Tomb held an unidentified mummy and an ivory statuette, a find that Egypt's antiquities minister says should help shed light on the pre-dynastic era
by Nevine El-Aref , Tuesday 6 May 2014
A British-Egyptian archaeological mission working in the Al-Kom Al-Ahmar area of the Upper Egyptian town of Edfu has discovered a pre-dynastic royal tomb of an unidentified king, the antiquities ministry reported.
The unearthed tomb contains the deceased mummy and an ivory statuette depicting a man with a barb, said Ali El-Asfar, head of the ministry's ancient Egyptian antiquities section.
El-Asfar described the statuette as unique and likely featuring the tomb's owner or a protective deity from the time period.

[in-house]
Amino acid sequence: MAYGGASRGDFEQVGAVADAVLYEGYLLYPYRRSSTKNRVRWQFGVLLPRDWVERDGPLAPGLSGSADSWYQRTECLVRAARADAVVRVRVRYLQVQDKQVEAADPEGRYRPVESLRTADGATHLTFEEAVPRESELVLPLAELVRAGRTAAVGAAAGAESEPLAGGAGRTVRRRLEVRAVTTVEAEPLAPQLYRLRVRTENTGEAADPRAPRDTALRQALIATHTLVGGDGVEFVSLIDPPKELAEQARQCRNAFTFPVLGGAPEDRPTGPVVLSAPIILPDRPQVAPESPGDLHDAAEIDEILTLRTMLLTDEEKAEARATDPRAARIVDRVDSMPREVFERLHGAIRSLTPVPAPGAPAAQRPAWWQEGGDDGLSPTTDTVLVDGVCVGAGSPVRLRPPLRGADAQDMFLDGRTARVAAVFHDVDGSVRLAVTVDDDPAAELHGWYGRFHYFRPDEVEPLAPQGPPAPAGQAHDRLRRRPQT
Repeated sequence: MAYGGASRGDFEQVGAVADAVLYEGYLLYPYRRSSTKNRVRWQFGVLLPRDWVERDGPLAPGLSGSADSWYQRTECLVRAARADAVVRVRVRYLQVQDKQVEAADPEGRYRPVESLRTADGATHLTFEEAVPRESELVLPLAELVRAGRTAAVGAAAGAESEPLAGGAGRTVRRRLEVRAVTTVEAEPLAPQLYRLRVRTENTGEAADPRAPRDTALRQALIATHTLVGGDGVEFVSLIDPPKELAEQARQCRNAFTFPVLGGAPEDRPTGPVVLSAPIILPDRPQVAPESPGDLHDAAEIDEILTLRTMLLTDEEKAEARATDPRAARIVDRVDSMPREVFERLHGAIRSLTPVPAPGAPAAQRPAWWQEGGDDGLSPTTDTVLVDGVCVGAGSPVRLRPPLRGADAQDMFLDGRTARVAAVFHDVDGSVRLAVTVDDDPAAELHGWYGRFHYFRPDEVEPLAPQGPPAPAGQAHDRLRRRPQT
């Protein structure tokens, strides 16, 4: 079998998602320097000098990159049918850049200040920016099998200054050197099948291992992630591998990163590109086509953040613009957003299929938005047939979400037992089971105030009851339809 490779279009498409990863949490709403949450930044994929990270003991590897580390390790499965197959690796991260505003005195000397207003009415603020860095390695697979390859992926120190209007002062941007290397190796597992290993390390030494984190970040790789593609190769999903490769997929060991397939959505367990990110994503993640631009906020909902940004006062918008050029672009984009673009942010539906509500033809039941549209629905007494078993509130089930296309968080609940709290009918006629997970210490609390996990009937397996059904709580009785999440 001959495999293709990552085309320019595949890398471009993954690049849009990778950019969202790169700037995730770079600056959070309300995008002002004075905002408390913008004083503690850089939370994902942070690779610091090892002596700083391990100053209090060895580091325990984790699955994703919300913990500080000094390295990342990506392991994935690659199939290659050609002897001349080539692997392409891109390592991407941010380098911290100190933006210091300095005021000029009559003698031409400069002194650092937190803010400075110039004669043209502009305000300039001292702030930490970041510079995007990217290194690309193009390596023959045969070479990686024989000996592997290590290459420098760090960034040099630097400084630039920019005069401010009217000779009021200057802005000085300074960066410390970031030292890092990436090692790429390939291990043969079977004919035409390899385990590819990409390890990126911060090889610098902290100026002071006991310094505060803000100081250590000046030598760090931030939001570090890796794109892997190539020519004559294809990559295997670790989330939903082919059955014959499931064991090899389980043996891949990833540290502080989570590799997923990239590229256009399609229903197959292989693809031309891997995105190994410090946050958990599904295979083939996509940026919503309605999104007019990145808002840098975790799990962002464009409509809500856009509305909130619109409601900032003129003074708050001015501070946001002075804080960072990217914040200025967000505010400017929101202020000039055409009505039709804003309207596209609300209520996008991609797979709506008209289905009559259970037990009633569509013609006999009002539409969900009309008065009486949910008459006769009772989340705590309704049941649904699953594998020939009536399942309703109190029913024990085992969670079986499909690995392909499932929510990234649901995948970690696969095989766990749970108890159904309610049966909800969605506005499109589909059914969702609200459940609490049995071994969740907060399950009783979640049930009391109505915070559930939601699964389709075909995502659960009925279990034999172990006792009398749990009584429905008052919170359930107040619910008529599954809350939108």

He also said that early studies carried out on the mummy suggest that the deceased died young, when he was around 17 to 20 years old.
"It is a very important discovery," said Antiquities Minister Mohamed Ibrahim, adding that it would add more to Egypt's history as well as reveal more of the customs, religious beliefs and funerary rituals of people before the pre-dynastic era.